Longcaller

Filecoin

Filecoin is a decentralized storage network on top of IPFS.

Filecoin introduces the concept of decentralized storage network (DSN). DSN is a scheme that describes a network of independent clients and storage providers. The users are coordinated with each other in a trustless way. DSN involves the implementation of three functions: put, get, and manage. Put allows clients to store data under unique identifiers. Get allows clients to retrieve data using the identifier. Manage orchestrates the network by measuring space available for rent, auditing providers, and repairing possible data faults.

DSN has several properties. Two required properties are data integrity and retrievability. Data integrity means that client always receives the same data that he puts to storage, and storage providers can’t convince a client to take faulty data. Retrievability simply means that client will be able to retrieve his data over time.

DSN can also provide several optional properties: public verifiability, auditability, and incentive-compatibility. Public verifiability allows everyone on the network to verify that the data is being stored without knowing the data itself. Auditability allows verifying that the data was stored for the right duration of time. Incentive-compatibility strives to reward good service providers and punish bad ones.

There are 4 groups of users in Filecoin: clients, storage miners, retrieval miners, and the network.

Clients pay to store and retrieve data. They can choose from the available service providers. If they want to store the private data, they need to encrypt it before submitting to the providers.

Storage miners store client’s data for the reward. They decide how much space they are willing to reserve for storage. After the client and storage miner agree on the deal, the miner is obliged to continuously provide proofs that he stores the data. Everyone can look at the proofs and make sure that the storage miner is reliable.

Retrieval miners provide client’s data at their request. They can get the data either from clients or storage miners. Retrieval miners and clients exchange data and coins using micropayments: the data is split into pieces and clients pay a small number of coins for each piece. Retrieval miner can also work as a storage miner.

Finally, network represents all full nodes that validate the actions of clients and miners. These nodes count the available storage, check the storage proofs, and repair data faults.

Users share their intentions by making orders. Clients submit bid orders, specifying the price they want to pay. Miners submit ask orders, specifying the price they want to receive. When bid and ask orders match, client and miner both sign a deal order and submit it to the blockchain.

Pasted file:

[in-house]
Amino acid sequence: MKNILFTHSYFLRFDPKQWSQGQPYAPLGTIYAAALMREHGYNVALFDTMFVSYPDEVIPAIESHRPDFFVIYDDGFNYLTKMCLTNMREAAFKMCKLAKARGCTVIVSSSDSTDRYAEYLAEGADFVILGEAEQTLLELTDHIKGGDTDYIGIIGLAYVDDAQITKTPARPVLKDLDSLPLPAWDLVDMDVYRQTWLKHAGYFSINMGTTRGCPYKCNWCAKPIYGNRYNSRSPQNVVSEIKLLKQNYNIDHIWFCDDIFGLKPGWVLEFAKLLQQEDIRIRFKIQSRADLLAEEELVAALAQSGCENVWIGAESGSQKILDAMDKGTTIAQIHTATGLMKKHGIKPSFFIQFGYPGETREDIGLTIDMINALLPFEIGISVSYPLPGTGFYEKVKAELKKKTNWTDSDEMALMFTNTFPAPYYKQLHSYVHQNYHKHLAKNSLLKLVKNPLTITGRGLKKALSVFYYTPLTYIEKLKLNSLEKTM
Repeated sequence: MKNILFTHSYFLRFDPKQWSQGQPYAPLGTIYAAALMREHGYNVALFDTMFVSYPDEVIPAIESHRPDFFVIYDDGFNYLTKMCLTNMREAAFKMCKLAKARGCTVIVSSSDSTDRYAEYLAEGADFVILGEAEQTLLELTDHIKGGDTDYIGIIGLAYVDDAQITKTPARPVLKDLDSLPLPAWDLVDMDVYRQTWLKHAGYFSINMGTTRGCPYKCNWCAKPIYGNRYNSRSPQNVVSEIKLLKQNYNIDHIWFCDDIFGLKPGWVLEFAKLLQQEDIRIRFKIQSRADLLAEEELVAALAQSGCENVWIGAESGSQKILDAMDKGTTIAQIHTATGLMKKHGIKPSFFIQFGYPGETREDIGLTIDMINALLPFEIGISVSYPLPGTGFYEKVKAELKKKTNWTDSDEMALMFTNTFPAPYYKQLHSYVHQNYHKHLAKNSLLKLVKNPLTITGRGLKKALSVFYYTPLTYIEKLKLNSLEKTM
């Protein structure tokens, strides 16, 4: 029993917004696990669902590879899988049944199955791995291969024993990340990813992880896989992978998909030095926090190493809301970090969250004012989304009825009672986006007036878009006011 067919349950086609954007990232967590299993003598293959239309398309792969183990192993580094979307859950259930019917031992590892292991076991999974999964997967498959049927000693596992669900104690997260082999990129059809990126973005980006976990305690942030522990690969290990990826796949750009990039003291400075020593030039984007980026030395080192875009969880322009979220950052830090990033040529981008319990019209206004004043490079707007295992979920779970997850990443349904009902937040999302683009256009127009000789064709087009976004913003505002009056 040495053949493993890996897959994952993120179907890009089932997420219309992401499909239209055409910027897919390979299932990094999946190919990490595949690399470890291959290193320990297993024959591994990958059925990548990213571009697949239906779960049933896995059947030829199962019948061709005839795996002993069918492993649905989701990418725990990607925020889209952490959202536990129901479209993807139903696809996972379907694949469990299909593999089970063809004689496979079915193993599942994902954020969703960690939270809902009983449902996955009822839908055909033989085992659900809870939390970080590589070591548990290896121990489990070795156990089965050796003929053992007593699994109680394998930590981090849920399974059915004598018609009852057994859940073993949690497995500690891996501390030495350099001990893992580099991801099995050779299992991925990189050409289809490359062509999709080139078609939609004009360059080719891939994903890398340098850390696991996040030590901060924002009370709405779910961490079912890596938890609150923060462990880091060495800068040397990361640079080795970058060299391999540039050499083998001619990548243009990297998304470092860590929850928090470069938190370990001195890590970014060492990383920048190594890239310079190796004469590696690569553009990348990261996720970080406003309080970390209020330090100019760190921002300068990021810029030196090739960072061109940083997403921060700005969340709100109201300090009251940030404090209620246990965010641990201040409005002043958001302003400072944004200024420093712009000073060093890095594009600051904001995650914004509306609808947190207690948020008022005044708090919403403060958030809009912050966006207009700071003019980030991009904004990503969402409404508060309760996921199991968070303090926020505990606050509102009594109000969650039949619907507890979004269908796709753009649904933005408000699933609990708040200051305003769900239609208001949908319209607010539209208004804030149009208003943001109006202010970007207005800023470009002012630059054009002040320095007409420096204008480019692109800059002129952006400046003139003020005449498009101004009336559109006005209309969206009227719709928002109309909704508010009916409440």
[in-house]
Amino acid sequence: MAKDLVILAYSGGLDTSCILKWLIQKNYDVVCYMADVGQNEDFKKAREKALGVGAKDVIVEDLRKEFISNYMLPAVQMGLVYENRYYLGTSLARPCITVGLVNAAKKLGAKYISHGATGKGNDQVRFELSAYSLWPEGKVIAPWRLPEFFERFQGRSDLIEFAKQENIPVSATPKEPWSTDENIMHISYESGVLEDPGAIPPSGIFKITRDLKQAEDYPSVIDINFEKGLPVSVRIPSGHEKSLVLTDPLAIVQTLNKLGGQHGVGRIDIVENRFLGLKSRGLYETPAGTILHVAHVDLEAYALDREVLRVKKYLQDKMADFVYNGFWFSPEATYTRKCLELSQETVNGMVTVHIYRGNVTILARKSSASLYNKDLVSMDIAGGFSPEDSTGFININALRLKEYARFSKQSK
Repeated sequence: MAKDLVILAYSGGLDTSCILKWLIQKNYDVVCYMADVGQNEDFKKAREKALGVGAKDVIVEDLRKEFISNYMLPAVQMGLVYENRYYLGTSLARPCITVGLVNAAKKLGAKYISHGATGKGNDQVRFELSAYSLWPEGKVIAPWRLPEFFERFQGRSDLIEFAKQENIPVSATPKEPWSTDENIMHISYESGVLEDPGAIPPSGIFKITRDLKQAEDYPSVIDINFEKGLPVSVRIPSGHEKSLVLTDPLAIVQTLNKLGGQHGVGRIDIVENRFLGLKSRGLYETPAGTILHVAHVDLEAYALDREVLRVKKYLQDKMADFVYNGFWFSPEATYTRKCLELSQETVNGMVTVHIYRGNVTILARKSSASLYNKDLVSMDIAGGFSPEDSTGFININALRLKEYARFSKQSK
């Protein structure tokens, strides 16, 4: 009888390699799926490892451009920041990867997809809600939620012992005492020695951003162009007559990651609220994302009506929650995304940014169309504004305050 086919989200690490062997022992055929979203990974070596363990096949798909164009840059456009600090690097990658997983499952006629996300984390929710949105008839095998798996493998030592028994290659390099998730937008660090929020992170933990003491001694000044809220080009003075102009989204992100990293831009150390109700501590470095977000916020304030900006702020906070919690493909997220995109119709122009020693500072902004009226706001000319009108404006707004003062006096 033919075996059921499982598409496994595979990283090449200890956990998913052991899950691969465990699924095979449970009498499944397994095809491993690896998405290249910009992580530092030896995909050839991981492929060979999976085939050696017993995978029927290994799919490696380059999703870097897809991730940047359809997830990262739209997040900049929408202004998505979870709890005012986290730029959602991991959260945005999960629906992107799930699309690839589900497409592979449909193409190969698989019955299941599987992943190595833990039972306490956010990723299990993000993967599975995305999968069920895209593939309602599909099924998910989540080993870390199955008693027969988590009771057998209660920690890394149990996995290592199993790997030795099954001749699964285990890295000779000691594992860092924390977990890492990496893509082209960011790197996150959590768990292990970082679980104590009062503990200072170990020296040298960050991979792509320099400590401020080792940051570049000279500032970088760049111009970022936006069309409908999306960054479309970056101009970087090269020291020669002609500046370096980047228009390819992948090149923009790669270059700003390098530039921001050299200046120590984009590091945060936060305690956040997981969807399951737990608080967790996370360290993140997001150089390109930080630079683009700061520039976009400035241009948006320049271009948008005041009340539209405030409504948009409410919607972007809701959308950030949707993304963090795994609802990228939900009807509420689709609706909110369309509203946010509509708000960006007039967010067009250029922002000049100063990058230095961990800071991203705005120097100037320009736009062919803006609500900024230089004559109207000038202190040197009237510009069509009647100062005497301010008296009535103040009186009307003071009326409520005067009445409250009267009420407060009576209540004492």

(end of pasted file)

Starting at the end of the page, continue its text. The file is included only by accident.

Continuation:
Bid and ask orders together form Storage Market and Retrieval Market.

Storage Market is a decentralized exchange run by the Network, where all asks and bids are stored in the blockchain. Both parties have to commit to their resources. Clients must deposit the coins specified in the order. Storage Miners must pledge the collateral proportional to the storage they are going to provide. After the deal order is signed, miners should regularly provide the proofs of storage that can be audited by the network. If the miner fails to provide a proof, he is penalized. If the miner entirely stops to provide proofs, the network decides that the miner is faulty. If the client loses data during this process, he gets refunded.

Retrieval Market is an off-chain exchange where clients and retrieval miners discover each other in a peer-to-peer way. Once the client and miner agree on the price, they start to exchange data and coins piece by piece using micropayments.

To make the act of storage publicly verifiable, Filecoin introduces two consensus algorithms: Proof-of-Replication (PoRep) and Proof-of-Spacetime (PoSt).

The idea behind Proof-of-Replication is to mitigate Sybil Attacks by proving that the data was replicated into several physically independent copies. For each replica, Storage Miner should provide individual proof. Miner can’t create fake proofs using the single replica, because the creation of proof also requires the creation of a replica, which is a time-consuming task.

The goal of the Proof-of-Spacetime is to require Storage Miner to continuously provide proofs of storage to the client and to the network. The miner generates a series of proofs and then submits it to the network.

PoSt is then used to assign voting power to each miner. The voting power works similar to the stake in PoS systems. The more space Storage Miner rents, the more power he has in Filecoin. At each round, one of the miners is elected to make the next block, where the probability of election is directly proportional to the voting power of the miner.

Filecoin plans to introduce smart contracts to the system. There will be two types of smart contracts. First, there will be generic smart contracts that work similar to implementations in other cryptocurrencies. Second, there will be File Contracts, which are storage-aware contracts. These file contracts can largely extend use cases for renting storage and making applications that have access to the decentralized storage.

Timeline

  • December 5, 2013: Initial commit for IPFS. github.com
  • July 19, 2017: Announcement of the new whitepaper and the ICO. filecoin.io
  • August 10, 2017—September 7, 2017: Filecoin ICO. protocol.ai
  • August 28, 2018: Filecoin Development Demo. filecoin.io
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